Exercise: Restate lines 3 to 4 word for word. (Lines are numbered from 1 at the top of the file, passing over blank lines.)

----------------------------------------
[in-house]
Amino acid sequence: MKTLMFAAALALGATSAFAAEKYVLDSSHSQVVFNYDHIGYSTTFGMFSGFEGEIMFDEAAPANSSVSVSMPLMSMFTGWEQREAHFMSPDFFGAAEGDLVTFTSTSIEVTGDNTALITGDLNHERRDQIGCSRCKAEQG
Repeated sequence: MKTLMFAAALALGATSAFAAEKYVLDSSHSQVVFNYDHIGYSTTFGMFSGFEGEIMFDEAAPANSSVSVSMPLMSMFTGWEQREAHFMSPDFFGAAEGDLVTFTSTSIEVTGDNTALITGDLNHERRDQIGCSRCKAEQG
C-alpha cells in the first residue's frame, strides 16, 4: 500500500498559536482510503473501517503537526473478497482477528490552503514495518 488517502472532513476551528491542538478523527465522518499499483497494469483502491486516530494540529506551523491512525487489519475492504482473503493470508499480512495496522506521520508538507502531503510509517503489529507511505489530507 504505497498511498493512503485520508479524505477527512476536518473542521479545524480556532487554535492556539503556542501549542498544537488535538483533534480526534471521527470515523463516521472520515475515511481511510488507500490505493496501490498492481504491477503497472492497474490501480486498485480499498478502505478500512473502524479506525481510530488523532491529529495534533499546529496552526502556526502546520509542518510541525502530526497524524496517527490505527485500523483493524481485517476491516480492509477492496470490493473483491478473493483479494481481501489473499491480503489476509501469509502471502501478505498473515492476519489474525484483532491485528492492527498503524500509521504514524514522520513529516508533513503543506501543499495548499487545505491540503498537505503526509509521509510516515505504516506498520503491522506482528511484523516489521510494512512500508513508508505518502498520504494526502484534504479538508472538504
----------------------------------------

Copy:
Repeated sequence: MKTLMFAAALALGATSAFAAEKYVLDSSHSQVVFNYDHIGYSTTFGMFSGFEGEIMFDEAAPANSSVSVSMPLMSMFTGWEQREAHFMSPDFFGAAEGDLVTFTSTSIEVTGDNTALITGDLNHERRDQIGCSRCKAEQG
C-alpha cells in the first residue's frame, strides 16, 4: 500500500498559536482510503473501517503537526473478497482477528490552503514495518 488517502472532513476551528491542538478523527465522518499499483497494469483502491486516530494540529506551523491512525487489519475492504482473503493470508499480512495496522506521520508538507502531503510509517503489529507511505489530507 504505497498511498493512503485520508479524505477527512476536518473542521479545524480556532487554535492556539503556542501549542498544537488535538483533534480526534471521527470515523463516521472520515475515511481511510488507500490505493496501490498492481504491477503497472492497474490501480486498485480499498478502505478500512473502524479506525481510530488523532491529529495534533499546529496552526502556526502546520509542518510541525502530526497524524496517527490505527485500523483493524481485517476491516480492509477492496470490493473483491478473493483479494481481501489473499491480503489476509501469509502471502501478505498473515492476519489474525484483532491485528492492527498503524500509521504514524514522520513529516508533513503543506501543499495548499487545505491540503498537505503526509509521509510516515505504516506498520503491522506482528511484523516489521510494512512500508513508508505518502498520504494526502484534504479538508472538504